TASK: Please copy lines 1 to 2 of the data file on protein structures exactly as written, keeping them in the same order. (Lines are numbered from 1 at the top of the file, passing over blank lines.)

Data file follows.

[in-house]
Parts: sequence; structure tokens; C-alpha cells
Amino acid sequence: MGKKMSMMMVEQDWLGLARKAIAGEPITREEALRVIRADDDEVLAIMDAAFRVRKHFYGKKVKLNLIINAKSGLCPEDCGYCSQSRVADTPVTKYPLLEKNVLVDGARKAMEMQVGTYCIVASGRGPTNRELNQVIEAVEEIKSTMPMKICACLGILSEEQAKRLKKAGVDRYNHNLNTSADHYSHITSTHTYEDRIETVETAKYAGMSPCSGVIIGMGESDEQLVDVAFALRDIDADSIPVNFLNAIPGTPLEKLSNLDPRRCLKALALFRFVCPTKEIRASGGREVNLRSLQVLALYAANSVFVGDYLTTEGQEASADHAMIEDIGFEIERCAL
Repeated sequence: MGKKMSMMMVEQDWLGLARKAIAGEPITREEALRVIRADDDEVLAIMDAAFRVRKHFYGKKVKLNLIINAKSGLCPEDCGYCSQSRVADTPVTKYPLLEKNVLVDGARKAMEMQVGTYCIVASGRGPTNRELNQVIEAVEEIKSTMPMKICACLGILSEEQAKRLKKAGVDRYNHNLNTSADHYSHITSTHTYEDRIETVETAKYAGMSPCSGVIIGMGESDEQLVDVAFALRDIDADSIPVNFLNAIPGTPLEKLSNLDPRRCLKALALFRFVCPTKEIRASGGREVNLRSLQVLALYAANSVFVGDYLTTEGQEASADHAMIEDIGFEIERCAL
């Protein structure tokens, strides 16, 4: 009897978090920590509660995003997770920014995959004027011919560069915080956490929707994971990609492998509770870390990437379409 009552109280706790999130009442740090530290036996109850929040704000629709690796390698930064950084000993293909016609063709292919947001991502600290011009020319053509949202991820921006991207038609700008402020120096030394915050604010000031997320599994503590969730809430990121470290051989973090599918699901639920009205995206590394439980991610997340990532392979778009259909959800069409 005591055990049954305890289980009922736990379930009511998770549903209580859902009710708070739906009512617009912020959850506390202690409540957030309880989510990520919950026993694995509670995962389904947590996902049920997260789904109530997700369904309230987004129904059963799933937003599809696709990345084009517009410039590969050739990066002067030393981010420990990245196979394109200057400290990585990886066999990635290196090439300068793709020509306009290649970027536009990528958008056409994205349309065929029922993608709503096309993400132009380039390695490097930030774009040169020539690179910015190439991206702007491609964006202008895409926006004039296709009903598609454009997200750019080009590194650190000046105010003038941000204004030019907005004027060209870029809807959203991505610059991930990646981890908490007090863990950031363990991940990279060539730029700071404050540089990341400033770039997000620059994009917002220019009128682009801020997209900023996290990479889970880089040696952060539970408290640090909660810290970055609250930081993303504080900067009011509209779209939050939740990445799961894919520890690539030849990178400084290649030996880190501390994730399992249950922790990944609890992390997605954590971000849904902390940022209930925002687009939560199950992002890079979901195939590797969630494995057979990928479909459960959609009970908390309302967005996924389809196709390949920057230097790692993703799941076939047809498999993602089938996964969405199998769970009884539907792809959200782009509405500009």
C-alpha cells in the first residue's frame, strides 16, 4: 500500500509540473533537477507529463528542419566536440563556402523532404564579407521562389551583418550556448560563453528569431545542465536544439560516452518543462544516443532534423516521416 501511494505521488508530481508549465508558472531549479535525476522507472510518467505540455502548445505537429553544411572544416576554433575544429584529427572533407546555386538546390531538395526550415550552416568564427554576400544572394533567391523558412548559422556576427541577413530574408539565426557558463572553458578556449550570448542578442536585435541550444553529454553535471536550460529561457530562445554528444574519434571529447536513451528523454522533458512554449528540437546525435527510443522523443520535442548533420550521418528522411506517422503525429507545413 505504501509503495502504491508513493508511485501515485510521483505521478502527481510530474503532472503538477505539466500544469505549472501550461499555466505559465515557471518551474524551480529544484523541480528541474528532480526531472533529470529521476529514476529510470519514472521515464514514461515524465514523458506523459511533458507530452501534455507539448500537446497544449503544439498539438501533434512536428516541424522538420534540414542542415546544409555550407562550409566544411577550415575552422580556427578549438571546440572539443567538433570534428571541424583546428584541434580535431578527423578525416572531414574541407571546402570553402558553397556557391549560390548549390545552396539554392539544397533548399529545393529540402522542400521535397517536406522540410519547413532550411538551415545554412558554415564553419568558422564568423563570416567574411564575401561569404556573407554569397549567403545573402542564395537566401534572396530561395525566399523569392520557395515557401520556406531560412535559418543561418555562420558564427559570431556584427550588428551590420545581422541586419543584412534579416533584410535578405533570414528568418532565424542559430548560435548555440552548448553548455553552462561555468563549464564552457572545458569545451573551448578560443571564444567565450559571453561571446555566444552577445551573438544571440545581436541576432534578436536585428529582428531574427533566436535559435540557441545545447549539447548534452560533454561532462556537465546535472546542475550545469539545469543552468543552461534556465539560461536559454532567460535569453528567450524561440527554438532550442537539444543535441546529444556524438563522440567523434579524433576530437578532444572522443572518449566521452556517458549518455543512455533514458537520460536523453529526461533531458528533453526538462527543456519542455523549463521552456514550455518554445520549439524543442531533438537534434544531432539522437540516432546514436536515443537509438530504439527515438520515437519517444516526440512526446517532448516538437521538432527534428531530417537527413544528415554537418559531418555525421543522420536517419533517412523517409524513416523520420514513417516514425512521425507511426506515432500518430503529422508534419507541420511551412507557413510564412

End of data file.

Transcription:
[in-house]
Parts: sequence; structure tokens; C-alpha cells